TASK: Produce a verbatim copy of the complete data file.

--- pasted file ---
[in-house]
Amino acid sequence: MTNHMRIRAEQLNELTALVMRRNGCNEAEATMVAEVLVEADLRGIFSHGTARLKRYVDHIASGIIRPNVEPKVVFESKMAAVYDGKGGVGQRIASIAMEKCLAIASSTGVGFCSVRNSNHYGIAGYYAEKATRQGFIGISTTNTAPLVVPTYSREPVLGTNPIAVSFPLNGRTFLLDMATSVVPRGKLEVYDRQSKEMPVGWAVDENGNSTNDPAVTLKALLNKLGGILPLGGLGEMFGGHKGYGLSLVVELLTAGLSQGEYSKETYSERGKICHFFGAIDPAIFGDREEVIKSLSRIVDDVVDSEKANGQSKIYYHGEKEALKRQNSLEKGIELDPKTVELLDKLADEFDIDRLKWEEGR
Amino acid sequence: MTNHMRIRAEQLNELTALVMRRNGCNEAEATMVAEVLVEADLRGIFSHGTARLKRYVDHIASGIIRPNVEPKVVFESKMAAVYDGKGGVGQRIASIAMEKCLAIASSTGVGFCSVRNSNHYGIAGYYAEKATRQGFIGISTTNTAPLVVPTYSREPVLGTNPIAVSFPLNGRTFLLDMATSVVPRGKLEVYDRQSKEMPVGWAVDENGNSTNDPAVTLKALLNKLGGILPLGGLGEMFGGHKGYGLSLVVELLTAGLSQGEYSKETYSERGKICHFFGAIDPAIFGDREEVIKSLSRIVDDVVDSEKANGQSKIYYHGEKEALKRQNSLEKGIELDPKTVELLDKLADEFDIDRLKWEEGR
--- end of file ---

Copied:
[in-house]
Amino acid sequence: MTNHMRIRAEQLNELTALVMRRNGCNEAEATMVAEVLVEADLRGIFSHGTARLKRYVDHIASGIIRPNVEPKVVFESKMAAVYDGKGGVGQRIASIAMEKCLAIASSTGVGFCSVRNSNHYGIAGYYAEKATRQGFIGISTTNTAPLVVPTYSREPVLGTNPIAVSFPLNGRTFLLDMATSVVPRGKLEVYDRQSKEMPVGWAVDENGNSTNDPAVTLKALLNKLGGILPLGGLGEMFGGHKGYGLSLVVELLTAGLSQGEYSKETYSERGKICHFFGAIDPAIFGDREEVIKSLSRIVDDVVDSEKANGQSKIYYHGEKEALKRQNSLEKGIELDPKTVELLDKLADEFDIDRLKWEEGR
Amino acid sequence: MTNHMRIRAEQLNELTALVMRRNGCNEAEATMVAEVLVEADLRGIFSHGTARLKRYVDHIASGIIRPNVEPKVVFESKMAAVYDGKGGVGQRIASIAMEKCLAIASSTGVGFCSVRNSNHYGIAGYYAEKATRQGFIGISTTNTAPLVVPTYSREPVLGTNPIAVSFPLNGRTFLLDMATSVVPRGKLEVYDRQSKEMPVGWAVDENGNSTNDPAVTLKALLNKLGGILPLGGLGEMFGGHKGYGLSLVVELLTAGLSQGEYSKETYSERGKICHFFGAIDPAIFGDREEVIKSLSRIVDDVVDSEKANGQSKIYYHGEKEALKRQNSLEKGIELDPKTVELLDKLADEFDIDRLKWEEGR